Today I was reading a book by a megachurch pastor on the subject of financial stewardship. Our church, as you probably know from recent blog posts, is currently in the midst of our annual stewardship campaign. Let me preface these words by saying that there was nothing wrong with anything this pastor said. He aimed to inspire us to be more generous.
To that end, he gave many examples from the church that he pastored. By all measures he (or his church) was incredibly successful: the size of the church’s budget, the size of his congregations spread across multiple campuses, the extent of the church’s generosity. And, yes, even his personal anecdotes about learning to trust in the Lord more and more with his money were impressive, if not intimidating.
And as I was reading his words, I wanted to throw the book across the room.
Why? Because I felt judged by it. This deeply critical inner voice within me said, “If you were more like him, you would…” And here I could finish this sentence by inserting any number of personal dreams or aspirations. If I were more like him, I wouldn’t have the problems that I have.
Aside from breaking the tenth commandment, this barely conscious thought is wrong in other ways. First, if I were more like him, I wouldn’t be me, and God, for whatever reason, wants me to be Brent White. Second, I have no idea what kinds of problems this pastor has—only I can be sure that he has them. It just so happens that this book isn’t about his problems. So I’m falling into that spiritually deadly trap of “comparing his outsides to my insides,” which I’ve preached against.
Finally, do I believe in God’s sovereignty or don’t I? I talk a lot—I blog a lot—about how God is in charge, about how God’s plans are better than my own plans, about how “everything happens for a reason,” but let’s face it: I often fail to live as if I believe it. Instead, I have a pretty definite idea of the course that my life should take, and I don’t want anyone, God included, to mess with it.
In fact, so much of my unhappiness in life is related to unmet expectations. A while back I referred in a sermon to an interview with actor Michael J. Fox, whose life and career have been dramatically altered by Parkinson’s. Fox said the following:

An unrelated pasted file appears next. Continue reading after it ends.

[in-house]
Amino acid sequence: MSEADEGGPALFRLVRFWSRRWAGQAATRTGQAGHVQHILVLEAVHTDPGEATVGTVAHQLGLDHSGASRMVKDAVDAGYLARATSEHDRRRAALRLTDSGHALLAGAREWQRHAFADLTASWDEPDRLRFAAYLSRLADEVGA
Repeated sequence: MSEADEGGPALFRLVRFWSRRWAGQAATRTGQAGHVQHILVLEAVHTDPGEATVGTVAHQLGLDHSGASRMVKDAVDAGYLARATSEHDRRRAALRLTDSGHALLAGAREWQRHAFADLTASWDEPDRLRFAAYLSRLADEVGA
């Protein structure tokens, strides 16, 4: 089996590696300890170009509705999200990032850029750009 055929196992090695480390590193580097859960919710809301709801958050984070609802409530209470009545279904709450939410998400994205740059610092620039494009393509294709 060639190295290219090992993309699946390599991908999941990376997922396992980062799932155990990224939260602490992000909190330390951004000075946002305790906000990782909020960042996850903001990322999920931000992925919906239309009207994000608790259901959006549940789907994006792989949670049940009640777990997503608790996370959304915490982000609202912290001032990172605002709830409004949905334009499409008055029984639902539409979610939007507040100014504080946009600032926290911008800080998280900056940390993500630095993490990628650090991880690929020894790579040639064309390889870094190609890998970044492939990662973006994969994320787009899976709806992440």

Yes! This is exactly right! Usually, if not always, it isn’t what happens to me that causes suffering; it’s that what happens to me isn’t what I planned, wanted, or expected.
But I’m a Christian. I follow a Savior who tells me to take up my instrument of torture and death and follow him. Jesus doesn’t seem terribly interested in my plans, my desires, or my expectations. Not because he doesn’t care, but because he does: he knows what I need better than I do!
My point is, I bring so much suffering on myself through how I respond to external events. It’s not the event itself!
By contrast, the Bible gives us the example of the apostle Paul: languishing in prison, afflicted, facing execution, ruminating on everything that—from a worldly perspective—has gone badly wrong with his life. Yet in the midst of a life that hasn’t gone according to his plans, he can say things like, “I consider that our present sufferings are not worth comparing with the glory that will be revealed in us.” Or “I consider everything a loss because of the surpassing worth of knowing Christ Jesus my Lord, for whose sake I have lost all things. I consider them garbage, that I may gain Christ.” Or “I have learned the secret of being content in any and every situation.”
O God, I want to be like that!
But I think I’m making progress: for example, I’m encouraged that I now recognize that there’s something wrong with my desire to throw the successful pastor’s book across the room!
In her book Self-Compassion, Kristin Neff writes about the “hidden assumption” that “colors our emotional reactions”: that our life is “supposed” to go a certain way. I’ll leave you with these words. Maybe you’ll benefit from them, as well.
And even when we’re having a painful experience that is not our fault—perhaps we’ve been laid off our job because of an economic downturn, for instance—we often irrationally feel that the rest of the world is happily employed while it’s only me sitting at home watching reruns all day. Or when we become ill, it feels like sickness is an unusual, abnormal state (like the dying eight-four-year old man whose final words were “why me?”). Once we fall into the trap of believing that things are “supposed” to go well, we tend to think something has gone terribly amiss when they suddenly don’t. Again, this isn’t a conscious thought process but a hidden assumption that colors our emotional reactions. If we were to take a completely logical approach to the issue, we’d consider the fact that thousands of things can go wrong in life at any one time, so it’s highly likely—in fact inevitable—that we’ll experience hardships on a regular basis. But we don’t tend to be rational about these matters. Instead, we suffer, and we feel all alone in our suffering.
1. Kristin Neff, Self-Compassion (New York: HarperCollins, 2011), 63.